Hill of Glansie lies in the heart of grouse shooting country and both it and the surrounding moors are criss-crossed by tracks laid to serve the lines of butts, birdfeeders and other trappings of this traditional upland industry.
While not always so visually appealing, the sturdy gravel roads do aid both hillwalkers and mountain-bikers in exploration of this less-frequented corner of the Angus countryside and, when the weather is bad or visibility poor, can be a real boon, if you know where they are and where they lead.
Not all the tracks hereabouts are marked on the map and route planning for my ascent relied heavily on memories of past visits to the area and a perusal of online aerial images. These showed tracks climbing all the way to the summit and suggested an alternative line of descent touching on neighbouring Glen Ogil.
The northern terminus of the single-track road through Glen Moy, where there is space for a handful of cars by the old bridge over Burn of Glenmoye, served as my starting point and, from here, I hiked past Glenmoy Farmhouse and, to the rear, a cluster of outbuildings, pens and sheds.
With Hill of Glansie in clear view ahead, the track crosses grazing land, passing a derelict cottage that would make a fine wee bothy, before rising to the ruins of Shank, a 19th century shooting lodge built on the site of an earlier farmstead.
The weather forecast was none too promising, but the sun was at least attempting to poke a hole through the ominous grey cloud above and, ever hopeful, I pressed on up the slope behind the rundown cottage.
A grassy trail cuts up through reeds and heather to meet a more substantial estate road that rises without mercy on to Rough Craig, dipping briefly ahead of a less taxing clambr over Balbui.
Shooting season over (it runs from August 12 to December 10), the grouse were pottering about in the heather and I also spotted a hare, its white winter coat somewhat at odds with the brown, snowless hillside.
That, however, was all about to change for those ominous grey clouds were closing in on me and, as visibility dipped sharply, an initial dusting of light flakes developed into more substantial and sustained snowfall.
The hare, it seemed, was dressed for the weather and I was glad of my downy feather wrapping as I made the final spirited pull up through the gloom, past a now barely discernible line of grouse butts, to the top of the track.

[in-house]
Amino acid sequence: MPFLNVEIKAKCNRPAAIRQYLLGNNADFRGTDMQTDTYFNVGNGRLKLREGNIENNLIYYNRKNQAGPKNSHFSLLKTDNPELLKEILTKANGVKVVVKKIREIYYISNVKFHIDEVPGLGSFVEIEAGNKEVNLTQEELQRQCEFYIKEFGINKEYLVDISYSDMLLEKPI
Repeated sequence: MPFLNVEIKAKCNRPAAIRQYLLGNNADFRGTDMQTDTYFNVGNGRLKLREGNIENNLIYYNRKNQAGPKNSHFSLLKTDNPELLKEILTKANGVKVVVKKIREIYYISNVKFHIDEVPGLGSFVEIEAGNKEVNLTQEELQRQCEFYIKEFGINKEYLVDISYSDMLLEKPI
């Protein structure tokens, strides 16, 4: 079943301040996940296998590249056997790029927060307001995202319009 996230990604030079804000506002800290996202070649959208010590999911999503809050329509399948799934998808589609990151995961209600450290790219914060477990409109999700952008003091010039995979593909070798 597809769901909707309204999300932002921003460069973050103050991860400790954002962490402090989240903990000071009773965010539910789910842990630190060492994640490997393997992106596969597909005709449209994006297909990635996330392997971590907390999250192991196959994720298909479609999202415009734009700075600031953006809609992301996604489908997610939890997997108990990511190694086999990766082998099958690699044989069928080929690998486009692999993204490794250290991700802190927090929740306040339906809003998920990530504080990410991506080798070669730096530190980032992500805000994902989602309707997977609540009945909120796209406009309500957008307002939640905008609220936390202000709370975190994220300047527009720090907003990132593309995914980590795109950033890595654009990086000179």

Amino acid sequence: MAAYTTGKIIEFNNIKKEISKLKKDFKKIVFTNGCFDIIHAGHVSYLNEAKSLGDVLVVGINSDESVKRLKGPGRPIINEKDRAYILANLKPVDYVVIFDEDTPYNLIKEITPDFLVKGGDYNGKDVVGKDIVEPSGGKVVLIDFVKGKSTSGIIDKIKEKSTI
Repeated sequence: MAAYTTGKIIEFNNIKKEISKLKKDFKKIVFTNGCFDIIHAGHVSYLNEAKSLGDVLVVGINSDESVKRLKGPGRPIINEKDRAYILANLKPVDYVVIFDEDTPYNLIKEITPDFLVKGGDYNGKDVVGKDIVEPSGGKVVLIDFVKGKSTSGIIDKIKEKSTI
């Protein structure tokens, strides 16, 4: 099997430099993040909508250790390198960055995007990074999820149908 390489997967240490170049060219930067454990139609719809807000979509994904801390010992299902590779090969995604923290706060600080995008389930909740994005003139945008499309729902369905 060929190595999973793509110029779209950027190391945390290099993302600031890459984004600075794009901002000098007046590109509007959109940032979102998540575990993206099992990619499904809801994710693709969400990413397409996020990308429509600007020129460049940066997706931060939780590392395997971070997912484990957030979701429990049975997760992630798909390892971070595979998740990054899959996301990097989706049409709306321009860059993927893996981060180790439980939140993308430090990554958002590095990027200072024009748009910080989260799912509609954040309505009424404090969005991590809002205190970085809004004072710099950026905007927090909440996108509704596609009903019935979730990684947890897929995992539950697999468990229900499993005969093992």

Here, below a mast, the way splits and, in white out conditions, I took a moment to check my bearings before branching left, the way striking north initially before dog-legging east at Dog Hillock.
Unable to see the lie of the land around me, a tinge of doubt about whether I was on the right road festered within, but the twin fence lines to my left looked familiar and, beyond a cairn caught between them, the ghostly outline of the snow-encrusted trig point finally loomed out of the mist.
Safely delivered on to the summit by the trusty track, I let it guide me back over Dog Hillock and down towards Glen Ogil where my aerial reconnaissance revealed a route through the hills to Glen Moy.
1. Head north on track, initially surfaced, towards Glenmoy Farmhouse, bearing left past sheds to junction. Fork right to exit farmyard at gate and continue north on track.
2. Cross wooden bridge by derelict cottage and continue north on track to Shank.
3. Passing to right of ruined lodge, continue ahead up grassy track to meet gravel track.
4. Ascend track north over Rough Craig then Balbui to reach metal gate and aerial mast on 722m top.
5. Go through gate, turn left and follow track north then east to Hill of Glansie summit.
6. Return by track to point 5, pass to left of mast and descend track south-east before rising on to Duthriss Hill.
7. Descend track south for 1km to junction.
8. Turn right, descending track west to cross Toardy Burn by bridge then ascend track to junction.
9. Ignore track branching left and, at next junction, fork left and follow track west then south-west to Shank. Retrace steps from there to start.
Distance: 16km/10 miles
Time: 5 hours
Grading: Challenging upland hike for fit and experienced hillwalkers following good tracks throughout with plenty of prolonged and strenuous ascent. Go equipped for all weather conditions. Keep dogs on lead at request of estate to protect grazing livestock and game birds
Start/finish: Small road-end parking area by bridge over Burn of Glenmoye, 6km north of Cortachy on minor road signed ‘Glen Moy’ (Grid ref: NO 402646)
Map: Ordnance Survey 1:50,000 Landranger sheet 44; Ordnance Survey 1:25,000 Explorer sheet 389
Tourist Information: Dundee iCentre, 16 City Square, Dundee DD1 3BG (Tel 01382 527527)
Public transport: None